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Title: Mass transport around comets and its impact on the seasonal differences in water production rates

Comets are surrounded by a thin expanding atmosphere, and although the nucleus' gravity is small, some molecules and grains, possibly with the inclusion of ices, can get transported around the nucleus through scattering (atoms/molecules) and gravitational pull (grains). Based on the obliquity of the comet, it is also possible that volatile material and icy grains get trapped in regions, which are in shadow until the comet passes its equinox. When the Sun rises above the horizon and the surface starts to heat up, this condensed material starts to desorb and icy grains will sublimate off the surface, possibly increasing the comet's neutral gas production rate on the outbound path. In this paper we investigate the mass transport around the nucleus, and based on a simplified model, we derive the possible contribution to the asymmetry in the seasonal gas production rate that could arise from trapped material released from cold areas once they come into sunlight. We conclude that the total amount of volatiles retained by this effect can only contribute up to a few percent of the asymmetry observed in some comets.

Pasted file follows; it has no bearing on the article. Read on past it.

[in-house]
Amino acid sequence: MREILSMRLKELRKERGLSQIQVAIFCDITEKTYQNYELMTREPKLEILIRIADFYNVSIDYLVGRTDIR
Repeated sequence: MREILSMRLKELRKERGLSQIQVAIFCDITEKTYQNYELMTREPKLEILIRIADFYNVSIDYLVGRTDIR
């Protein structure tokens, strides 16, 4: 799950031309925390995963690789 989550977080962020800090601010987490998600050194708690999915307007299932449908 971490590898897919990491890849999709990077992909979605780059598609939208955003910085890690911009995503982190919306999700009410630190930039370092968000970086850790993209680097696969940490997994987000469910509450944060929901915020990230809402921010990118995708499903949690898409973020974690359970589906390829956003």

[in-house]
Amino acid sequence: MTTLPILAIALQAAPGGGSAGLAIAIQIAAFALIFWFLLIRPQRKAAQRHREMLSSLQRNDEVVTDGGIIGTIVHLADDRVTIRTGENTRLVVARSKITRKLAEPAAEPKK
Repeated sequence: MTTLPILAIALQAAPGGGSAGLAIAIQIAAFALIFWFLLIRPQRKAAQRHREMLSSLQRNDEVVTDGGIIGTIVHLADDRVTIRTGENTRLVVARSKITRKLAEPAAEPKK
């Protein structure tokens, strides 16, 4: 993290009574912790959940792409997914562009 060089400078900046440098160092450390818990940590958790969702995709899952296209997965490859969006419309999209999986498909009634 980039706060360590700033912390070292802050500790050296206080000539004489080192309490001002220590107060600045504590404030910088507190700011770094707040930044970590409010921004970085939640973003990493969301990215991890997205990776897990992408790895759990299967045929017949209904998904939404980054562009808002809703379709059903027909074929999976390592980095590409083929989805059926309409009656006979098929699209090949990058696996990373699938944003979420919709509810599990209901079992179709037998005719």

Authors:
; ;  [1] ; ; ;  [2] ;  [3]
  1. Physikalisches Institut, University of Bern, Sidlerstrasse 5, 3012 Bern (Switzerland)
  2. Atmospheric, Oceanic and Space Sciences, University of Michigan, 2455 Hayward Street, Ann Arbor, MI 48109 (United States)
  3. Center for Space and Habitability, University of Bern, Sidlerstrasse 5, 3012 Bern (Switzerland)
Publication Date:
OSTI Identifier:
22356571
Resource Type:
Journal Article
Resource Relation:
Journal Name: Astrophysical Journal; Journal Volume: 788; Journal Issue: 2; Other Information: Country of input: International Atomic Energy Agency (IAEA)
Country of Publication:
United States
Language:
English
Subject:
79 ASTROPHYSICS, COSMOLOGY AND ASTRONOMY; ASYMMETRY; ATMOSPHERES; COMETS; GALAXY NUCLEI; GRAVITATION; ICE; INCLUSIONS; MASS; MOLECULES; SCATTERING; SUN; SURFACES; TRAPPING; WATER